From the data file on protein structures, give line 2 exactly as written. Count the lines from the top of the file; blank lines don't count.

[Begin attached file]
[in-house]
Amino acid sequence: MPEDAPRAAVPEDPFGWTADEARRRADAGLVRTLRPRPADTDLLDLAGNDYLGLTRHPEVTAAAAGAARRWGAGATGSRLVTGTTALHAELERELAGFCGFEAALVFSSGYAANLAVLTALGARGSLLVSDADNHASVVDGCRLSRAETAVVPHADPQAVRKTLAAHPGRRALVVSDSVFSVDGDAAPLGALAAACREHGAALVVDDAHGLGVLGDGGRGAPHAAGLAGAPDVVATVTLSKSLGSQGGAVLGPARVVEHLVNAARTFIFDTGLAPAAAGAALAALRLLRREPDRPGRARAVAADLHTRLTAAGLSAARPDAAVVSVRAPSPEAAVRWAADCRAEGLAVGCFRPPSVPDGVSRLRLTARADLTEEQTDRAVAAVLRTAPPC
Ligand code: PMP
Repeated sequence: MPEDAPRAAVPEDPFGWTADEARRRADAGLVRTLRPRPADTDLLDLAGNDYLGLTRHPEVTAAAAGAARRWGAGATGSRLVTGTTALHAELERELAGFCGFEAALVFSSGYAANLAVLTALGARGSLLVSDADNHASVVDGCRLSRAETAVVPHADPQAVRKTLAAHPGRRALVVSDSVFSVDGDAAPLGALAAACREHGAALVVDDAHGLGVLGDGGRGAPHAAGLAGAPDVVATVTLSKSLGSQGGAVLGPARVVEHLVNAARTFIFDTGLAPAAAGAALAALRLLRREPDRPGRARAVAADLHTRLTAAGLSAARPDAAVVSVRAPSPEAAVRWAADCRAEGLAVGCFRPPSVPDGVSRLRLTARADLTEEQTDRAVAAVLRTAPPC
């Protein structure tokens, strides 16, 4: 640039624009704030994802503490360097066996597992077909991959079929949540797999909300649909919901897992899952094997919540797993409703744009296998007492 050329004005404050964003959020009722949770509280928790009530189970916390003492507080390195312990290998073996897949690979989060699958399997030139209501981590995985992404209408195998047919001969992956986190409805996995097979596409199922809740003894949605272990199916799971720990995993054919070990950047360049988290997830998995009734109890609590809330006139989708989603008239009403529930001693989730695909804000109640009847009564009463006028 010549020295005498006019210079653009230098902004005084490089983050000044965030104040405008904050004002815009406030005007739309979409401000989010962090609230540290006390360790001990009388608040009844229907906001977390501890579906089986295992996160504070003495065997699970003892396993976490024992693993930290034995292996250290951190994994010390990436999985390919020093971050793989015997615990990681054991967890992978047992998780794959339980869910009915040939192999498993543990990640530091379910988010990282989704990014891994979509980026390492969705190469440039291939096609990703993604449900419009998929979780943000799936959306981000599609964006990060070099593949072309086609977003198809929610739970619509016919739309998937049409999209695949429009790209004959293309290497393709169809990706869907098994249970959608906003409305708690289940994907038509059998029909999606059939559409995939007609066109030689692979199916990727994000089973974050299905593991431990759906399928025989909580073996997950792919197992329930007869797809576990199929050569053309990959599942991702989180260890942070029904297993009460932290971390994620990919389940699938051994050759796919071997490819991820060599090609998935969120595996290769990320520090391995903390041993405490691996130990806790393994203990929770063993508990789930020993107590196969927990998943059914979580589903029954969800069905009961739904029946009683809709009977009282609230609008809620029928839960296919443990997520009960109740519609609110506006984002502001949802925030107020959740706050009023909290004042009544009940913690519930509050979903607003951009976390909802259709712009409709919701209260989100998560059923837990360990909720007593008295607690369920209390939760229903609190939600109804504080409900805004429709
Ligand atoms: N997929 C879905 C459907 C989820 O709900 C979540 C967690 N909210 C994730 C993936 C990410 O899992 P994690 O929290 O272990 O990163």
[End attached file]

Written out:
Amino acid sequence: MPEDAPRAAVPEDPFGWTADEARRRADAGLVRTLRPRPADTDLLDLAGNDYLGLTRHPEVTAAAAGAARRWGAGATGSRLVTGTTALHAELERELAGFCGFEAALVFSSGYAANLAVLTALGARGSLLVSDADNHASVVDGCRLSRAETAVVPHADPQAVRKTLAAHPGRRALVVSDSVFSVDGDAAPLGALAAACREHGAALVVDDAHGLGVLGDGGRGAPHAAGLAGAPDVVATVTLSKSLGSQGGAVLGPARVVEHLVNAARTFIFDTGLAPAAAGAALAALRLLRREPDRPGRARAVAADLHTRLTAAGLSAARPDAAVVSVRAPSPEAAVRWAADCRAEGLAVGCFRPPSVPDGVSRLRLTARADLTEEQTDRAVAAVLRTAPPC